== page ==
the IT city, the I.T. Baby


You can use a normal trash bag with a Diaper Genie

The Diaper Genie EliteWhile I’ve probably expressed my hatred for the Diaper Genie quite a few times, the fact remains that it’s in my life, two of them now actually as the first was so badly broken that I thought it was not repairable and I wanted to use the three remaining expensive refills.

Maggie’s poo was also reeking in a flip-top trash can, so the nasal decision had been made. While I managed to repair once again the impossibly badly constructed Diaper Genie Elite (never had any problems with the replacement I ordered as a note,) I decided since I had two of them to do a test and see if I could drop the disposal price of a diaper from about two cents a diaper with standard refills to in the neighborhood of two cents or less per Genie load.

What you’ll need to use a normal trash bag with a Diaper Genie

  • You’ll need an old used Diaper Genie refill. So basically just don’t throw it away.
  • A tall kitchen trash bag with a drawstring (pictured here is a medium kitchen trash bag)

hacking the Diaper Genie for use with a normal trash bag

So not very much. Seen above is a generic Diaper Genie refill that’s run out of refill and a medium/short trash bag with drawstring.

Hacking the Diaper Genie Elite

Step 1. take the tall kitchen trash bag, and pull the side with the drawstring through the hoop. Pictured below is a medium trash bag and works, but is slightly too short.

hacking the Diaper Genie for use with a normal trash bagYour next object will be to slightly cinch up the drawstring. You’re not attempting to use the drawstring for what you think you’re attempting to do, you’re just using it to stuff in the empty space of the refill container where there used to be bags coming out of.

The idea here is that the drawstring will prevent the bag from slipping much while not posing a huge headache to pull the thing out. To repeat: The drawstring is just to stuff into the empty refill.

Step two. Wrap and tuck.

hacking the Diaper Genie for use with a normal trash bagAlthough I have tied the cinch in this picture, it is nit tight. It’s just enough to keep the bag from slipping out. You can use the tuck method, this was a short bag and would fall in if it weren’t cinched.

If you cinch, made sure it’s only tight enough to prevent it from going back over with a heavy diaper load. Too tight and diaper won’t go through.

Step three. Install.

With a closed Diaper Genie, press the foot pedal or open depending on your model and put the bottom of the bag in. Pop the top and pull the bag through and position the wrapped empty refill oval where it needs to be.

Step four. Uninstall.

Keep in mind this is going to fill up with baby poop and pee, so at least for the first few times make sure you know how to remove the thing in the event of an emergency.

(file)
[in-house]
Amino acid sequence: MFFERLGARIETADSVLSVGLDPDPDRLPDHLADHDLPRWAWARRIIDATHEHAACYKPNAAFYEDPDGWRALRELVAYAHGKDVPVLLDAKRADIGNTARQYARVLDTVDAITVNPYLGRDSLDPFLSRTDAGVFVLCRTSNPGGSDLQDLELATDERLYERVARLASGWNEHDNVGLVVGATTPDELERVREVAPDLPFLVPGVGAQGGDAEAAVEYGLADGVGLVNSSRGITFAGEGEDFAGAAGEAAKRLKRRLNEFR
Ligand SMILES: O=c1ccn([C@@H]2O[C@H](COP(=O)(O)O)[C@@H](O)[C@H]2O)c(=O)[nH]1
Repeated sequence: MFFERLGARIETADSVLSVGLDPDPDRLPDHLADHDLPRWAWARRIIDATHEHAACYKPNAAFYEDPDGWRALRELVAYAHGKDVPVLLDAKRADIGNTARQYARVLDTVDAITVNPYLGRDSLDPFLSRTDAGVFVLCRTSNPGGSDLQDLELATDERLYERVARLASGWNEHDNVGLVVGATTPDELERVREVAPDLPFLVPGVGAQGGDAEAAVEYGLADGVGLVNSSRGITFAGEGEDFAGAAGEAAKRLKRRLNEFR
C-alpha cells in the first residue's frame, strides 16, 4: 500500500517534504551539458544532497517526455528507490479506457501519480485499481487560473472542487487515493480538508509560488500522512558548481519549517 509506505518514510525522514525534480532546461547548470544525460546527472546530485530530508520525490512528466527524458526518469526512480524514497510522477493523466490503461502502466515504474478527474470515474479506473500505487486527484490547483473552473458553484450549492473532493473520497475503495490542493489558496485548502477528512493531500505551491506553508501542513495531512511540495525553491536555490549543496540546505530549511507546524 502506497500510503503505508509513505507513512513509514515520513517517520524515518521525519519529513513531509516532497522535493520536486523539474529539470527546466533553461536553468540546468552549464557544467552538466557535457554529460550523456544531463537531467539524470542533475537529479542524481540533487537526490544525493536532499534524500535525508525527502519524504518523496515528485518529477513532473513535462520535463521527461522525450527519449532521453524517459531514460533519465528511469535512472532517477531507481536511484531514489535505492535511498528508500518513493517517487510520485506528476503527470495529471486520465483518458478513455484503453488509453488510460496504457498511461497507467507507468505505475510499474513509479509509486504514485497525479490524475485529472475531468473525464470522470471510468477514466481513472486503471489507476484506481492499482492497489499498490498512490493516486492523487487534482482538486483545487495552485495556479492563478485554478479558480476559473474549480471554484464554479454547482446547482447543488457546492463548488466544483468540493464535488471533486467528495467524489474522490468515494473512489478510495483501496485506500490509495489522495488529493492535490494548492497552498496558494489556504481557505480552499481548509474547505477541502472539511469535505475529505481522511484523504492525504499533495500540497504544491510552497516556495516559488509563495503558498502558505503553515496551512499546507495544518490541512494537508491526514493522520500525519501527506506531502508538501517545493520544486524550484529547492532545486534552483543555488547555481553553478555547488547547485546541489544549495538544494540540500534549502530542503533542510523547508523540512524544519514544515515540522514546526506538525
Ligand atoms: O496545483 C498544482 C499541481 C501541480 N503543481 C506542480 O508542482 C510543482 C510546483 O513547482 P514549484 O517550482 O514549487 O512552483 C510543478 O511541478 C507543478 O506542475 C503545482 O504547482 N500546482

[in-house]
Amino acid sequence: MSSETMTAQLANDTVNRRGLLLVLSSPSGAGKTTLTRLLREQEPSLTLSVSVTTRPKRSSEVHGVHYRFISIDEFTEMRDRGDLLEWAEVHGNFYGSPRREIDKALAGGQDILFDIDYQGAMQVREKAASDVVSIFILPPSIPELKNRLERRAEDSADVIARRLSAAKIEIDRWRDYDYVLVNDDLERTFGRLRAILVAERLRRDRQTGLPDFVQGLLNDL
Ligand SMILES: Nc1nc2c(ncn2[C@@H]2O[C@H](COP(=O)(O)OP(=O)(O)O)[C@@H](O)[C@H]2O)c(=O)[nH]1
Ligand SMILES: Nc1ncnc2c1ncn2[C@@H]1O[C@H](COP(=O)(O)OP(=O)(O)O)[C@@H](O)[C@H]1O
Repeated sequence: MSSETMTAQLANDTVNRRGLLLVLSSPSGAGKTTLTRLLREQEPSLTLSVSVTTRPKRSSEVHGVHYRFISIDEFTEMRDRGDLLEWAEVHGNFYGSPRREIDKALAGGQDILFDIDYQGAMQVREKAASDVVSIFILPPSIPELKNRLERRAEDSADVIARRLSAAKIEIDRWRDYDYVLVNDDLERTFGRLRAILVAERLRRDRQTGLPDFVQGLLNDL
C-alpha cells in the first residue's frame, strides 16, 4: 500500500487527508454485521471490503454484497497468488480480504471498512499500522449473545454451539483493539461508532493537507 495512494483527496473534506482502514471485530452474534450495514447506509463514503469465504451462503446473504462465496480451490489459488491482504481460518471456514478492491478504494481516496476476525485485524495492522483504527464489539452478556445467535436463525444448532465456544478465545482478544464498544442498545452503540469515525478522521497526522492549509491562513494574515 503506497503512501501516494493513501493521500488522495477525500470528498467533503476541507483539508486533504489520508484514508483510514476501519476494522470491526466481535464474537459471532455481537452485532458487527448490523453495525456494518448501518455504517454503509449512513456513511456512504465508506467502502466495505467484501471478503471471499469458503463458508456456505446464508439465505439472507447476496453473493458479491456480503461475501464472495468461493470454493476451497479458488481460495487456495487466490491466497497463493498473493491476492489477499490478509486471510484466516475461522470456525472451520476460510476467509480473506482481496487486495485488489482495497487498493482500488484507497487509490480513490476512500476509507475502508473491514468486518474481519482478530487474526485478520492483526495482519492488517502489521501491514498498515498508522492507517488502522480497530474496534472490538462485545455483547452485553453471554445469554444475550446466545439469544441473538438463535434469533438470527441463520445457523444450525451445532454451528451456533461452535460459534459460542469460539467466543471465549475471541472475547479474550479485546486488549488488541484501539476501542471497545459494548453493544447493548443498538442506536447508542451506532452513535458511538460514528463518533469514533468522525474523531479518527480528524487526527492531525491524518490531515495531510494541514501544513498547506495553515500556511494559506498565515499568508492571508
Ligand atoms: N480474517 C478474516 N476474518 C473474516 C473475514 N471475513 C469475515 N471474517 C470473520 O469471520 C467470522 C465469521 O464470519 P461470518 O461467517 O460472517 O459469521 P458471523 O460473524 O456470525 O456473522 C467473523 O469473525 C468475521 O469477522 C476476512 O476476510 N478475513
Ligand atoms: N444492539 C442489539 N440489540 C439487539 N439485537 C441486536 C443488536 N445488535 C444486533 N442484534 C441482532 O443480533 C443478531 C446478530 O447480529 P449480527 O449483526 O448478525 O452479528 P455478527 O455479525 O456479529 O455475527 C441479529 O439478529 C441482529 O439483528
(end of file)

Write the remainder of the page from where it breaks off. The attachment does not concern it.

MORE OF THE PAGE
You’ll need to understand that you will be required to slightly raise the bag/oval in order to get the bag to release. This isn’t hard to do unless you tied the drawstrings really tight or let two hundred pounds of baby poo accumulate.

Step five. Profit

It makes no cents to pay that much to dispose of stuff
It make no cents to pay that much to throw out with poo

While I can’t find an exact pricing of the ones I purchased, it seems like it was in the neighborhood of $14 for 150 trash bags at Costco although the best price I can locate online seems to be $23.51 for 200 and I think these might be the medium versions.

So let’s say there’re 100 trash bags for $20 to do a comparison. That’s not unreasonable to assume we can find that bargain. It costs $18 to dispose of 810 diapers assuming you believe the Diaper Genie Refill hype. If you go to Costco you might be able to get 1080 diapers for $20 so let’s assume that.

So best case scenario with a diaper genie refill is $0.0185 per diaper, or $18.52 per 1000 diapers to dispose of them.

I find that I can reasonably expect to get at least 20 diapers in a bag that’s been stuffed into the Diaper Genie. This is $0.1175 per trash bag, or let’s call it 12 cents a bag, which if I only managed to get 10 diapers in (you can fit about 30 realistically) the price would come out to $11 per 1000 diapers to dispose of them

Realistically however you’re looking at the difference between $4 per 1000 vs $18.52 per 1000. At ten diapers per day this breaks down to $14.60 per year (trash bag) vs $67.60. A $53 savings the first year.

Of course, you may not want to use the trash bags, they might not work for you, but it’s worth a shot to save a hundred or so dollars over a couple of years. All the little savings you can get really do help. You’d be amazed. Also can get your Diaper Genie back up and running while you wait to go to buy refills.

On a side note, I wrote this and then searched for it, other people have videos. Le sigh, I thought I was so cool and had discovered it… oh well.


Paul King

Paul King lives in Nashville Tennessee with his wife, two daughters and cats. He writes for Pocketables, theITBaby, and is an IT consultant along with doing tech support for a film production company.